"In other words, you like green eggs and ham."

            He cracked a smile, finally. "I guess you could say that – but then, I've never met Sam-I-Am."

            "He's overrated." She winked. "Getting old these days, you know? Can't make it to the top of a train or a box without complaining about his arthritis."

            "You worry me sometimes, Sara." He shook his head with a laugh. "But at least you know who Ted Geisel is."

            "Well duh. Anyone over the age of seven knows that 'Doctor Seuss' wasn't his real name."

            "But not so many know what his real name was." Grissom gestured to the couch. "Make yourself comfortable." At Sara's surprised look, he gave her a what-can-you-do shrug. "If we're going to debate Dr. Seuss, we might as well sit while doing it."

            "You're such a charmer," Sara replied sarcastically. "Make me feel really welcome."

            Grissom gave her a considering look, then took a step back and made a sweeping bow. "Please be seated, Miss Sidle, for your Christmas Eve entertainment." Straightening up, he grinned. "That better?"

            "Yes," she said primly, lowing herself onto the overstuffed cushions. " So this is it? This is your night?"

            "I enjoy solitude, Sara. I prefer the Grinch and a cold beer to a packed party and eggnog."

            "Me too." She cocked an eyebrow at him, "Speaking of which, have you got another beer?"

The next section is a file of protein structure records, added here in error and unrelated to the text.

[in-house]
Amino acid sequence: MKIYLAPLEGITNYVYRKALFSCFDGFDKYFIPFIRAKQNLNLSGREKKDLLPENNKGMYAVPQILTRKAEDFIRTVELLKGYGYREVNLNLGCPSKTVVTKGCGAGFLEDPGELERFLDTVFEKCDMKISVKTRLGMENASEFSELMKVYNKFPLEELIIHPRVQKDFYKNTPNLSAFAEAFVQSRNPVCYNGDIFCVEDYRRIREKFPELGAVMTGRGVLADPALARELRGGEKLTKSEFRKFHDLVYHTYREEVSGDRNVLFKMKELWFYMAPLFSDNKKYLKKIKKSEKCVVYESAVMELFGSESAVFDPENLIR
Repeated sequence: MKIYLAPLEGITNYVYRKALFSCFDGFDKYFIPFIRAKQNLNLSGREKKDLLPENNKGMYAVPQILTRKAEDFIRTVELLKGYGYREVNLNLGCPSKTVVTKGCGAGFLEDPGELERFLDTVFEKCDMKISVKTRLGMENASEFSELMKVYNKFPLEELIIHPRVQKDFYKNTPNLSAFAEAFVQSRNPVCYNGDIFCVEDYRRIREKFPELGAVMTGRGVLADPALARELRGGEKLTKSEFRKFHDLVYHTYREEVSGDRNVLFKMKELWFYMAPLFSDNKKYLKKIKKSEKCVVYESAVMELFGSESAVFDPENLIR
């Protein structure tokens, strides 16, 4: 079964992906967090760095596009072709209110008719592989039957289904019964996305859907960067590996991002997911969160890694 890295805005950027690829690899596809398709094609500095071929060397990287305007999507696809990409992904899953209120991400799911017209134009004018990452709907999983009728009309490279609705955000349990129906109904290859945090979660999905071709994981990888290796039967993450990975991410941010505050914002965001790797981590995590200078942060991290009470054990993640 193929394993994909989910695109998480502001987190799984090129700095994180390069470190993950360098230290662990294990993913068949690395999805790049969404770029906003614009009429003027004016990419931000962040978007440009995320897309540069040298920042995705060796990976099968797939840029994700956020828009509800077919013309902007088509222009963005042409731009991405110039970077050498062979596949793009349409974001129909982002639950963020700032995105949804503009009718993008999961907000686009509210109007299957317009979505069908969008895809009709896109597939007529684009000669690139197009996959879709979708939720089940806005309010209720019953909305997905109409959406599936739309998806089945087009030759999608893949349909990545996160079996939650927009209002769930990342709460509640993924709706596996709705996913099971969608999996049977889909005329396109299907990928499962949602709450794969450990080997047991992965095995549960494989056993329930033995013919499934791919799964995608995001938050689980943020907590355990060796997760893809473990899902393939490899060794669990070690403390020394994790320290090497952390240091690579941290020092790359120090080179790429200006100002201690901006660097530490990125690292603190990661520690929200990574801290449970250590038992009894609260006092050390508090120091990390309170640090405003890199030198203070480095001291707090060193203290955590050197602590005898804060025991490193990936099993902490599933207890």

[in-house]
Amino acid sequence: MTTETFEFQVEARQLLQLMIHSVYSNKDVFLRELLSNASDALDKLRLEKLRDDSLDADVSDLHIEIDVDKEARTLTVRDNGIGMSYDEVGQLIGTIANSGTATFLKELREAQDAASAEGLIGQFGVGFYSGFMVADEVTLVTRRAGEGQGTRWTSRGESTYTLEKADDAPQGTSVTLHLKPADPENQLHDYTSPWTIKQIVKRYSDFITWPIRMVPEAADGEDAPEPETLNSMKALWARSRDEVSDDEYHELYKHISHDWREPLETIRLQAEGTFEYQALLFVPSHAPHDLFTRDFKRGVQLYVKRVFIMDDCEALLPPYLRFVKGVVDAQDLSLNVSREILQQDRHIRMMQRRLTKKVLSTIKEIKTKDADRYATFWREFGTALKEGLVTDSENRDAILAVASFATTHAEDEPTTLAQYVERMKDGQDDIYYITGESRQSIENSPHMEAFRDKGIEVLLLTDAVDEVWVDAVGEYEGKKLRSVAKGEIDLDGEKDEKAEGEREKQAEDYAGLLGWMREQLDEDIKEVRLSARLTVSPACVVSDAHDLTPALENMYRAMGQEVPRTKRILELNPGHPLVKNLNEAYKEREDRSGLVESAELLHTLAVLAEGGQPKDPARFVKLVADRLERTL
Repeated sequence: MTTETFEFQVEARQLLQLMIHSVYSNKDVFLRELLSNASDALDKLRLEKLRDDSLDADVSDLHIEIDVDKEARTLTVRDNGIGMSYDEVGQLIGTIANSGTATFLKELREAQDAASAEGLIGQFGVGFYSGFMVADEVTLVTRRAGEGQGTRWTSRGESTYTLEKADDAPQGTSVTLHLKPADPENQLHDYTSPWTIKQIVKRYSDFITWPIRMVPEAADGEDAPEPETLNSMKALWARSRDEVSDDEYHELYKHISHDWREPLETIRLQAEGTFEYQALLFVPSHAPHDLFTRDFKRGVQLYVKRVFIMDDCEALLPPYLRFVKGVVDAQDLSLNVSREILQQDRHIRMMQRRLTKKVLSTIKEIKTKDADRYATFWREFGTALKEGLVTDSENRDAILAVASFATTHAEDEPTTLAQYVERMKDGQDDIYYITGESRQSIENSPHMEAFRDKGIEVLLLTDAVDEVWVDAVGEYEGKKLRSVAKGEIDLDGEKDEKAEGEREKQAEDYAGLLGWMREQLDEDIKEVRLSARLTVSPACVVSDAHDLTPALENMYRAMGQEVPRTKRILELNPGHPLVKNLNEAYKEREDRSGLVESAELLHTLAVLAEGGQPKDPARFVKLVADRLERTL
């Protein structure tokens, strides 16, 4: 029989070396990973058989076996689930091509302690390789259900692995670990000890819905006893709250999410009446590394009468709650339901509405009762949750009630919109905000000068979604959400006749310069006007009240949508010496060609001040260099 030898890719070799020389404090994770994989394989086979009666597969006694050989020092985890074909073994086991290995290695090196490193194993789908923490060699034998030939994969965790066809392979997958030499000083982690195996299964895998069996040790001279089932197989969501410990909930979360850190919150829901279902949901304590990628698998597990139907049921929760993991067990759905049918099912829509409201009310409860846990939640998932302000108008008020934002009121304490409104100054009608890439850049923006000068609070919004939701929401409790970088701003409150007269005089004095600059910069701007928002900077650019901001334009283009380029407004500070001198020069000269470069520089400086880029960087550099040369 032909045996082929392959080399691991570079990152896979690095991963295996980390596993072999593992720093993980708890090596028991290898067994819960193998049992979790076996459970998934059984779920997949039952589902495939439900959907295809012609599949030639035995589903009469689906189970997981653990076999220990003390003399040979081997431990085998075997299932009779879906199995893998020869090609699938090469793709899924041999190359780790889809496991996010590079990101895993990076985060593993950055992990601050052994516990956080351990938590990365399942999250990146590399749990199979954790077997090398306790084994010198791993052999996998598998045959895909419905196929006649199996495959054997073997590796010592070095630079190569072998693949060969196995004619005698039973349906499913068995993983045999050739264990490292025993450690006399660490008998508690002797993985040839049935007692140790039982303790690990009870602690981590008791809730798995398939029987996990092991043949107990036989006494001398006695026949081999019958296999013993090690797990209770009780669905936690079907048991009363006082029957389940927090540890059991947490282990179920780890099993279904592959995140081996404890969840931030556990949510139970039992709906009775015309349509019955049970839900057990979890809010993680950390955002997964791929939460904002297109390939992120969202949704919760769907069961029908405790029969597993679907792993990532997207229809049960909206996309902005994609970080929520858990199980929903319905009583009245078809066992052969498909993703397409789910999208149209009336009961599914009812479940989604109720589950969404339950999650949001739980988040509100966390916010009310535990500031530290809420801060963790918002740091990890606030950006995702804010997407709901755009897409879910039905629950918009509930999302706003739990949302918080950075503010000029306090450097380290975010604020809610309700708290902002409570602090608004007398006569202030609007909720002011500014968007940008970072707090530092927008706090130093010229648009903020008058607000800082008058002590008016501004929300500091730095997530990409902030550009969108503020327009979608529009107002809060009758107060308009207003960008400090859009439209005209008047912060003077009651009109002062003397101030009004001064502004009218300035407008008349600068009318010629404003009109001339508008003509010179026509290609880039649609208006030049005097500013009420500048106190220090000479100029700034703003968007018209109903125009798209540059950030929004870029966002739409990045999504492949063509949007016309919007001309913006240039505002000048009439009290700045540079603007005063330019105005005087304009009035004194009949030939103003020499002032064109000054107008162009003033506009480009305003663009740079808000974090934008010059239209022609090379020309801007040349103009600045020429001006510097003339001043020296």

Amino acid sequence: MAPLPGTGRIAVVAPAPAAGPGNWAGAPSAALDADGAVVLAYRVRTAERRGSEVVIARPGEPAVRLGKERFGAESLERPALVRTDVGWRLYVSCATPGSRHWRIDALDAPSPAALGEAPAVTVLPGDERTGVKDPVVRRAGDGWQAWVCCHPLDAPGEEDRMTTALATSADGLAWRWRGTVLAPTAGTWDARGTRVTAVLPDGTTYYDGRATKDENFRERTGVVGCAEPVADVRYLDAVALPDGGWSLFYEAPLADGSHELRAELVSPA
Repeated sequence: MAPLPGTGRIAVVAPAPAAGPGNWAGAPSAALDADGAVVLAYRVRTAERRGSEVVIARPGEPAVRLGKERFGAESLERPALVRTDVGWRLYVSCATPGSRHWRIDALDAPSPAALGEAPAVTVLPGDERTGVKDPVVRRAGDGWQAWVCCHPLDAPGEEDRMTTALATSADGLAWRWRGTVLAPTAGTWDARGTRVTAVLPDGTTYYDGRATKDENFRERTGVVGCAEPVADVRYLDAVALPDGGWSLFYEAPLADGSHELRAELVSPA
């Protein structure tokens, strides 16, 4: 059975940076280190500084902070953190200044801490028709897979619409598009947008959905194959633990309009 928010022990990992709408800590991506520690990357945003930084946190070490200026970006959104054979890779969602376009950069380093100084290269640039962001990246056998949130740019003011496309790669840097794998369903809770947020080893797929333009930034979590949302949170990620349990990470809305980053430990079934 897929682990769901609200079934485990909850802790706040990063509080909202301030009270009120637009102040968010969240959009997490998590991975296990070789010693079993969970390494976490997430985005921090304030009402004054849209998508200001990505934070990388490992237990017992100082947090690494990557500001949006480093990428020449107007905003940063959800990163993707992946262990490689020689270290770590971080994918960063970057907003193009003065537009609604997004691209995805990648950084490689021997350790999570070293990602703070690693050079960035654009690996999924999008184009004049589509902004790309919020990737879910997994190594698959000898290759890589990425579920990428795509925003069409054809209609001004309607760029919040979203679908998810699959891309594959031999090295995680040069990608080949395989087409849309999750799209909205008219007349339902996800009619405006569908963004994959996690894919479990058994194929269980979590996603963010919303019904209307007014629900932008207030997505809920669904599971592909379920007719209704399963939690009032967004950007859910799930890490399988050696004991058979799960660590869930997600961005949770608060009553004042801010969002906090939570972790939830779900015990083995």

"You drink beer?"

            Sara gave him a look that bordered on pitying and nodded. "Uh, yeah, Grissom. I do. Is there a problem with that?"

            "No, no. I just thought that most women didn't like beer."

            "Gimme." She held out her hand, giving him an expectant look, and nodded toward his beer bottle. When Grissom, looking suspicious, slipped it into her hand, she smiled. "I definitely drink beer." With that, she upended the bottle and drank the half-bottle of beer that was left.

            Grissom couldn't help giving her an approving look. "I'm impressed. I guess you do like beer."

            Sara smiled. "So, how far into the movie are you?"

            "What? Oh, he's only just started looking down on the town – there's a good twenty minutes left to the story itself, and then they're doing a special behind-the-scenes sort of thing."

            Sara patted the seat next to her. "So, sit down and let's turn the volume back up."

            "You're planning on staying?"

            "Duh." Without waiting for him, she reached for the remote control and turned the TV's sound back on. Leaning back against the cushion, she began to listen to the narrator speak:

            The Grinch hated Christmas! The whole Christmas season! Now, please don't ask why. No one quite knows the reason.

            She felt the cushions beside her give as Grissom sat. "Ever wonder if people think you're a Grinch?" she asked, not looking at him.

            "No." Grissom sounded surprised. "No, not really. I don't feel like a Grinch – do I act like one?"

            It could be that his head wasn't screwed on quite right. It could be, perhaps, that his shoes were too tight.